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Discussion in 'Food Forum' started by Soujurn, Jan 27, 2004.
It seems every cooking show uses it. Why?
What is so special about it?
kosher or sea salt, i love them both and they are usually lumped together. Kosher just isnt salty like iodized table salt. It just has a good taste, tough to explain. I was enlightened last year. A friend made me this thing. She used crusty bread puts sliced garlic and tomato on it, basil olive oil and sea salt. Salt made the dish. However it is not as salty as normal salt thats why you see them adding what looks to be way to much when they use it.
It is milder yet it has more salt kick, if that makes sense....
However, it does not have iodine. That is the only downside. Just make sure you use iodized table salt since you need iodine in your diet, unless you are allergic to shellfish
I have to agree also, I just tried some sea salt Lays potatoe chips ( yeah I know its junk food ) and they have a better taste.
Even my other half who dosen't use much salt had to agree it is an improvment.
Kosher salt is larger and disolves slower when cooking.
Only downside is the salt normally cost more. I guess being Kosher and all, means jack the price up(LOL).
HINT: I have a old pepper grinder that I fill with the morton coarse Kosher Salt that I used to cut the salt crystals down and this helps alot.
Some table salt has additives in it to keep it from forming lumps. When used in canning, it can cause a slight cloudiness to the liquids. Kosher salt avoids this. If you want something interesting for table use, have an old fashioned salt cellar with Alae salt from Hawaii. This is sea salt with a reddish color, from the rocks that hold the evaporating water. It's supposed to have a sllightly different flavor. Sometimes Asian grocery stores will have it.
Sea salts are much better condiments than processed salt because they have that saline, "sea" flavor. Not to mention the crunchiness of it^c
Some sea salts are prohibitively expensive such as the ones harvested from Ile de Re island in the South Atlantic French coast.
Try this with Kosher Salt and regular table salt:
First taste a little Kosher salt.
Next taste the regular table salt (without drinking anything in between)
Once I tasted how harsh the regular table salt was compared to Kosher salt, I never used regular salt for cooking again.
I coat our potatoes with a little bit of peanut oil, then put a coating of Kosher Salt on them before baking...tastes great.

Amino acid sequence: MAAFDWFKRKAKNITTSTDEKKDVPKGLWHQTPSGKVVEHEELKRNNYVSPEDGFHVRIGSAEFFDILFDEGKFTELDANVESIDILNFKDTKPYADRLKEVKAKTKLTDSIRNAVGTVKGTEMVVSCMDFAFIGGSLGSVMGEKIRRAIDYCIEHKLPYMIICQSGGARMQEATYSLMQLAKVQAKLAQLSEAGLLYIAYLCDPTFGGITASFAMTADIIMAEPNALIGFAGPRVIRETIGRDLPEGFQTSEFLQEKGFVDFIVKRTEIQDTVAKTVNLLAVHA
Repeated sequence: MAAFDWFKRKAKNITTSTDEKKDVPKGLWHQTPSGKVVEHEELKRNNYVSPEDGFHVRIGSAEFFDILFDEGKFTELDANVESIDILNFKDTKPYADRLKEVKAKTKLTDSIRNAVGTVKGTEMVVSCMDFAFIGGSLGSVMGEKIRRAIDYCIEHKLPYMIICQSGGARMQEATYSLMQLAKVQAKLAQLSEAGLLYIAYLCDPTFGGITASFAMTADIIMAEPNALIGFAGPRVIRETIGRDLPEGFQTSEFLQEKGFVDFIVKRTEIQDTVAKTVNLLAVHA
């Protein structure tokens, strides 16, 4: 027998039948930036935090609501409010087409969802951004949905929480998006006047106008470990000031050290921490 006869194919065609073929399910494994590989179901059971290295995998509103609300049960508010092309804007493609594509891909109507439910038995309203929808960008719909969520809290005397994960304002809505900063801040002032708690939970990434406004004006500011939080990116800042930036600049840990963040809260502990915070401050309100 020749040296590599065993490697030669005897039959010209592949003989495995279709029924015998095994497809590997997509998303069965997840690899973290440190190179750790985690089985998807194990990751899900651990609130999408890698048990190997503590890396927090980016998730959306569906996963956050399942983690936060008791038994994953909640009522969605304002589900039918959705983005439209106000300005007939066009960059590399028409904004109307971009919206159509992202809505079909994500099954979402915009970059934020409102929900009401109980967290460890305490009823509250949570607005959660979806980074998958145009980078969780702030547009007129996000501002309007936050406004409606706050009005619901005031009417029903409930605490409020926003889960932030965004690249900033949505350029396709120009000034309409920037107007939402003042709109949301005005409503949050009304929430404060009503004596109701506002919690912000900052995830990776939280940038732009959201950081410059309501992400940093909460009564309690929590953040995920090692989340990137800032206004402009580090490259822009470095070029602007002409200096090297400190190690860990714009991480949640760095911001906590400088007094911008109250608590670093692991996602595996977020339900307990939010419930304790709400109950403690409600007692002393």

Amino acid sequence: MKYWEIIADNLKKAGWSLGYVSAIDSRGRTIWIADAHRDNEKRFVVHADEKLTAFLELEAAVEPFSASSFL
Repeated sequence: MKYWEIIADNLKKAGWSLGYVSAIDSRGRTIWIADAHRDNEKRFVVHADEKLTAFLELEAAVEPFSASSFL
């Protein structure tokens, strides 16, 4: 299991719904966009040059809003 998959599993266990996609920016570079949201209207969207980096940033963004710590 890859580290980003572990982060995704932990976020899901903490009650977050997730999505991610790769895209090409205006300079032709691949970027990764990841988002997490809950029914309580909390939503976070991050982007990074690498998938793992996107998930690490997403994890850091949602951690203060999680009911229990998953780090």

Does rice keep sea salt from clumping? ...what if my salt is already clumped.. ;g
Rice in a salt shaker will absorb some of the moisture and help in preventing the "clumping". If your salt already is "clumped", you'll probably need to break it up or replace it.
Coarse salt allows for an UNeven distribution of salt. You get little salty bits mixed in with the food rather than just raising the salt content of the whole dish.
This is alot like the diffrence between regular table sugar and powdered sugar. The powdered sugar can get too sweet, almost sacrine, very quickly. So you wouldn' use it in your coffee or for most cooking. Try it in your coffee, you add a little, taste but it still needs more, add a little more- taste, still needs more, add a little more- now it's too sweet. There is no real middle ground.
With coarse salt, it's easier to get that flavor enhancement of salt, without over salting the whole dish.
This works best by appliying the salt directly to the ingredients such as the meat, vegies, etc. Or add it to the liquid just before serving.
It used to be traditional to have a salt dish on the table so that everyone would just take a pinch and add it themselves. Now only jewish families do this. Nowadays, most people would assume you couldn't afford a salt shaker.
Just break it up. Shake it up or crush it with a mortar, or large spoon, but not to fine.
The kosher in Kosher salt doesn't come from the fact that regular salt isn't kosher (it is) Instead it is the salt used by kosher butchers to soak chicken in to remove all the blood.
This leads to another topic. If you have never used kosher chicken, you are really missing something great. I don't care what your religious preferences. Wow is it good.
Is kosher salt blessed by a Rabbi?
Do a taste test for yourself. It's the best way to determine your preferences for salt and other condiments. Kosher salt, to me, just tastes better.
Foods that are Kosher are not "blessed" by a Rabbi. Foods that are "Kosher" have just been made/processed following a strict set of rules, and usually supervised by a Rabbi.